Under the Affordable Care Act (ACA), understanding the relationship between employee income, health insurance premiums, and plan participation is critical, because your employees’ circumstances can potentially create costly tax penalties for you. Read this white paper to help understand ACA penalty drivers and ways to minimize penalties.
The ACA’s Shared Responsibility requirements are among the most significant and complex provisions of the ACA. They place a compliance responsibility on individuals to obtain at least a minimum of healthcare coverage and on employers to offer their employees an affordable health plan that provides a minimum value. This white paper focuses on the relationship between employee income and plan participation rates, and discusses how substantial tax penalties are encouraging ACA compliance measures.
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The proposed regulations interpreting Shared Responsibility establish 9.5% of an individual’s wages as one of the “affordability thresholds” for employer-sponsored healthcare coverage. Read this white paper to learn about the relationship between employee income and plan participation rates, and how your knowledge of premium thresholds can help mitigate tax penalties, while helping your employees obtain the minimum-acceptable coverage they need.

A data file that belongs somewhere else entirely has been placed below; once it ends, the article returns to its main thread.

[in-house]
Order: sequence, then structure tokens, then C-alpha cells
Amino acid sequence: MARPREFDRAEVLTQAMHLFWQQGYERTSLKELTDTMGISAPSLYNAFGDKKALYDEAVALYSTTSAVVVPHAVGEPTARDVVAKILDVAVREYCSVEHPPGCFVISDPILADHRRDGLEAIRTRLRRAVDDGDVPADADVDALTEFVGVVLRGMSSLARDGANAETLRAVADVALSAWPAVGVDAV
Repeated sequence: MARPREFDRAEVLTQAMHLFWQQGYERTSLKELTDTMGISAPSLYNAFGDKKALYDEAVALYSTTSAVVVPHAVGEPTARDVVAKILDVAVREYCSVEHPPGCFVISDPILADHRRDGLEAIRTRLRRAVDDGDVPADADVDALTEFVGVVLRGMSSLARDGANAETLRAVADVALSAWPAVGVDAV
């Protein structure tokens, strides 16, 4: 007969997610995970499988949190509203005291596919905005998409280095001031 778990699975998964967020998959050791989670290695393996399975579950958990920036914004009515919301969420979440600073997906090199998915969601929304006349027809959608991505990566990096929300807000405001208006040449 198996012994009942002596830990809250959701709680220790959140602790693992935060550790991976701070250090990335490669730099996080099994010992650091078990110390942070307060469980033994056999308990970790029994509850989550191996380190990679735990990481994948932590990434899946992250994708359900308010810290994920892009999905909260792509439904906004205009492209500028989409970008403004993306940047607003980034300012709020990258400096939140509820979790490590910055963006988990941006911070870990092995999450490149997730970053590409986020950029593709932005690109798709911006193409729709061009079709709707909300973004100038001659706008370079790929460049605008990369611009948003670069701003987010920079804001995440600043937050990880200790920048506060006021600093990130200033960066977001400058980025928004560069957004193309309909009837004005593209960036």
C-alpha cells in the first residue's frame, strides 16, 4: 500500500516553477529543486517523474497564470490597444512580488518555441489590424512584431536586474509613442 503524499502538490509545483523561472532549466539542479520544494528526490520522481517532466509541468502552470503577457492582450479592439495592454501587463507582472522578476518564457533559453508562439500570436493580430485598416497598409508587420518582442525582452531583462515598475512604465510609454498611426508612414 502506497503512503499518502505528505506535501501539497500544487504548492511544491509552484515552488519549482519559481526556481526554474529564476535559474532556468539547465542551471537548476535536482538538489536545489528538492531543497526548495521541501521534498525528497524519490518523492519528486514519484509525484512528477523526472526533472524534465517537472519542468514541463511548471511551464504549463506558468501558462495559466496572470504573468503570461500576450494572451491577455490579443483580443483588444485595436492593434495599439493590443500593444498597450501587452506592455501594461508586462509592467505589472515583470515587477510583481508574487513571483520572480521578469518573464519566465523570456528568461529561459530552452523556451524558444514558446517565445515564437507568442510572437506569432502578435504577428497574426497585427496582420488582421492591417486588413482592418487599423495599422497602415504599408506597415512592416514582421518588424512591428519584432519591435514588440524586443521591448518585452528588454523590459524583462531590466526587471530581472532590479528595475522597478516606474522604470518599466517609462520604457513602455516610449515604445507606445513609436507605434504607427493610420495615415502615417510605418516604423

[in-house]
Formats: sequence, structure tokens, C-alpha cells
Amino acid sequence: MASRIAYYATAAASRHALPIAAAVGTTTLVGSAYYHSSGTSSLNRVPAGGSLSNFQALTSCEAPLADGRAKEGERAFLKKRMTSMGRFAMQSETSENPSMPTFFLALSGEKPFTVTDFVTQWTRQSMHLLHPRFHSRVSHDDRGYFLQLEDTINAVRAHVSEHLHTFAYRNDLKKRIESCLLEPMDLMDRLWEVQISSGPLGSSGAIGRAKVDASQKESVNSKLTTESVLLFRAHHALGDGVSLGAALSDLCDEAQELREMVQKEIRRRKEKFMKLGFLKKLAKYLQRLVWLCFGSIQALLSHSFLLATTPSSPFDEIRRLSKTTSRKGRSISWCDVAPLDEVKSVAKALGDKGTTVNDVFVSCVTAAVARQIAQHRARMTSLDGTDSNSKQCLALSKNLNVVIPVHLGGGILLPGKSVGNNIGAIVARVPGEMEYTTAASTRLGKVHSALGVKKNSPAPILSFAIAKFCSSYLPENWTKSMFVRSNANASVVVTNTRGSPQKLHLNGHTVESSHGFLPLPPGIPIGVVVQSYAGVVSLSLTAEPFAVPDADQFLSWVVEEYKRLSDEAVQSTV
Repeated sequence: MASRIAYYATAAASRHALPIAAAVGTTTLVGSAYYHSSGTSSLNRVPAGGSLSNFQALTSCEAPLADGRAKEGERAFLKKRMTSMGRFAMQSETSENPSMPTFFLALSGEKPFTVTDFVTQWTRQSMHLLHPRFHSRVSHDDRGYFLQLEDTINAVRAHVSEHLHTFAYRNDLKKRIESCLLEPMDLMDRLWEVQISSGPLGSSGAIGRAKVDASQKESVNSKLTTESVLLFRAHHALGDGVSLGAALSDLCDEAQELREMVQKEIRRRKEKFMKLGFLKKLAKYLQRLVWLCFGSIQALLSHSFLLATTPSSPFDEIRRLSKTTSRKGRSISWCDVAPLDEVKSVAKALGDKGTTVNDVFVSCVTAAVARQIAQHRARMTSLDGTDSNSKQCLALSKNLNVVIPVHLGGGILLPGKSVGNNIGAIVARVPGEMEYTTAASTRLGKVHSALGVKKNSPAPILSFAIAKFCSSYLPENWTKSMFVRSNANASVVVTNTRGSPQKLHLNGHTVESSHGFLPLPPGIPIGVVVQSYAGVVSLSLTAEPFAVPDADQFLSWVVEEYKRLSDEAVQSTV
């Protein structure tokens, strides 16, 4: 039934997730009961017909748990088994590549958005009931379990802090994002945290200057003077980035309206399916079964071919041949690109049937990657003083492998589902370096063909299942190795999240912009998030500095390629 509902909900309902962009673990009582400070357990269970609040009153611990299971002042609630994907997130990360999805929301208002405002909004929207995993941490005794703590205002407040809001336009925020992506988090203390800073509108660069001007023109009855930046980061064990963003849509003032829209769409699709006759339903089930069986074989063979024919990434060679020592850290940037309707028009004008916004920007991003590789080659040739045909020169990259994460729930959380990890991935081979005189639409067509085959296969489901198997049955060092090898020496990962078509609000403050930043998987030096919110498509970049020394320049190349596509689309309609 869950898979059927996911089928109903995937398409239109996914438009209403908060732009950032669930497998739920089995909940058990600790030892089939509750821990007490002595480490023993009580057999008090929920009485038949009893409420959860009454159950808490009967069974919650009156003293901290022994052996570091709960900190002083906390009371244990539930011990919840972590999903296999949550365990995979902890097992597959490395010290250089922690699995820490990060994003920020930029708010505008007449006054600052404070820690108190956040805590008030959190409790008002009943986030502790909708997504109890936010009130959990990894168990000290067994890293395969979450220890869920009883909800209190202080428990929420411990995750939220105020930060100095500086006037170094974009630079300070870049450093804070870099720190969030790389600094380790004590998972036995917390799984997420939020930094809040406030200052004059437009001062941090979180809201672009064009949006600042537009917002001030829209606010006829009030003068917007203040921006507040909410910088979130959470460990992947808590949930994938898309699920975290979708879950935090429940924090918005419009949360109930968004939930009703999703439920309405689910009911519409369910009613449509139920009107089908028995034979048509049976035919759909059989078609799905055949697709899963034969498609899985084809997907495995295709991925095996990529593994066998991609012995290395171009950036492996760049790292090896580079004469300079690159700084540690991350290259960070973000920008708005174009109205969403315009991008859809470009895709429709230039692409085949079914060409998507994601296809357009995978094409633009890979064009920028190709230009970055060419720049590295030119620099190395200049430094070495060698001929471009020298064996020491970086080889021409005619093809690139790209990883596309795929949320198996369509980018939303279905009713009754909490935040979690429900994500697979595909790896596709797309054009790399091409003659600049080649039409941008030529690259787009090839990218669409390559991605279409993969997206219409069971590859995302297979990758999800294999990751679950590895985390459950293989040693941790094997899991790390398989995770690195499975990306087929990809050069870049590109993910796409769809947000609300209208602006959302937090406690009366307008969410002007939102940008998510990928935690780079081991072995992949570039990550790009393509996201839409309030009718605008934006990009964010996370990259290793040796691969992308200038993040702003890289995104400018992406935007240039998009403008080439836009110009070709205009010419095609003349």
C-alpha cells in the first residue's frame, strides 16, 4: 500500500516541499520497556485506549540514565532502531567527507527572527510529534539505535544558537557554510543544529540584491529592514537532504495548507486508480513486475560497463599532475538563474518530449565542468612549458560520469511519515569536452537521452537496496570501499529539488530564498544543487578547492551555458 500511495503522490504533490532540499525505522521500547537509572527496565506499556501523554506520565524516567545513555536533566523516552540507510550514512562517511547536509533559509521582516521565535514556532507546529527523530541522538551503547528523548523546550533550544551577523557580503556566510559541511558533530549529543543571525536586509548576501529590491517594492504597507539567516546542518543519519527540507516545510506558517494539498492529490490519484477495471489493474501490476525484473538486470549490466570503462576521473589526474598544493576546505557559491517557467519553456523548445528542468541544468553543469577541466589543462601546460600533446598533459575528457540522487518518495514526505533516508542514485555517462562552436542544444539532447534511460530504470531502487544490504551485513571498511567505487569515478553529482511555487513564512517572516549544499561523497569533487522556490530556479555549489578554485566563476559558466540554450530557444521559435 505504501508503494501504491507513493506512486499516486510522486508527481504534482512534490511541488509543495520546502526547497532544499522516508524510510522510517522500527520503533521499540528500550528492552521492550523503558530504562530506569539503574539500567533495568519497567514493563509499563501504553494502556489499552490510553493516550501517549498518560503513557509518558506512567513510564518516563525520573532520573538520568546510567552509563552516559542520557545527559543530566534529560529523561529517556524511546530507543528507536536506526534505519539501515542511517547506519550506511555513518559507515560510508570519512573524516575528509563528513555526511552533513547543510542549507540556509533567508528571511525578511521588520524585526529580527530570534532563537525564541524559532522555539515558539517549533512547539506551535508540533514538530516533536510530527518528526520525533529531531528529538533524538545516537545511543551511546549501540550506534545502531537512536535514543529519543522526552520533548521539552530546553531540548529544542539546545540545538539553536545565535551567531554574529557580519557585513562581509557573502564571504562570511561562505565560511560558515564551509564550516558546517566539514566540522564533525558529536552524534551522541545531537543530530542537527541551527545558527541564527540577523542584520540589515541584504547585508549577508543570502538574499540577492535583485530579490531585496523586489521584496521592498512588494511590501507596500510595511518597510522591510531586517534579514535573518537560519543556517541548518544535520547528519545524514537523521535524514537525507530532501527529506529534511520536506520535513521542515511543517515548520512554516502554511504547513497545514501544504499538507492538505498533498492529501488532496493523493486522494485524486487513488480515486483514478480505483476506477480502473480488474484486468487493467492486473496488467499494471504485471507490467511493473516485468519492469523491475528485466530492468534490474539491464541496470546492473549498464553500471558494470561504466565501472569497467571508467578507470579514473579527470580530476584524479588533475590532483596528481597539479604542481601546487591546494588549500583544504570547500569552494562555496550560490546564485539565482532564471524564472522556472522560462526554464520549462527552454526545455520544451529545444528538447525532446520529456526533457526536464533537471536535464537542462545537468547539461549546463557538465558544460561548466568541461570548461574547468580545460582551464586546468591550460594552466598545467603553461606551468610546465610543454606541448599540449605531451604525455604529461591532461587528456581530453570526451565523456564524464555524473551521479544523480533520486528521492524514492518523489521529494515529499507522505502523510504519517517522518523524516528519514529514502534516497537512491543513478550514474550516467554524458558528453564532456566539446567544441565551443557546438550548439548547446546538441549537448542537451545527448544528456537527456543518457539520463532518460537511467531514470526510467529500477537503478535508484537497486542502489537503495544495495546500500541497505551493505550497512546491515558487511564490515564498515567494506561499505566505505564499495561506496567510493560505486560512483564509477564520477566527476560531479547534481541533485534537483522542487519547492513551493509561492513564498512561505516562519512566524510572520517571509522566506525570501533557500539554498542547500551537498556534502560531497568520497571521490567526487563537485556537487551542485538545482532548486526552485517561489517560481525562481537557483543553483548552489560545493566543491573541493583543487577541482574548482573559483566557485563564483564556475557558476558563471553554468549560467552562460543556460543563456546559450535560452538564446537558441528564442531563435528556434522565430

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Planning For Health Care Reform: How Income Impacts Employee Health Benefits Participation
Download our complimentary white paper, “Planning For Health Care Reform: How Income Impacts Employee Health Benefits Participation.” Gain insight into plan participation and ACA cost thresholds, and the relationship between employee income levels and participation rates in employer group health plans.
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*A complete list of sources and citations can be found in the full report.
About This Report: Conducted by ADP Research Institute, a specialized group within ADP, this study is based on 2012 actual, aggregated and anonymous employee-level data from approximately 300 ADP health and benefits clients. All states and major industries are covered, as well as employee gender, age, and marital status. Each of the companies in the study has 1,000 or more employees, including both full-time and part-time workers. Due to the small data set population of union employees, only nonunion employees are considered in this analysis.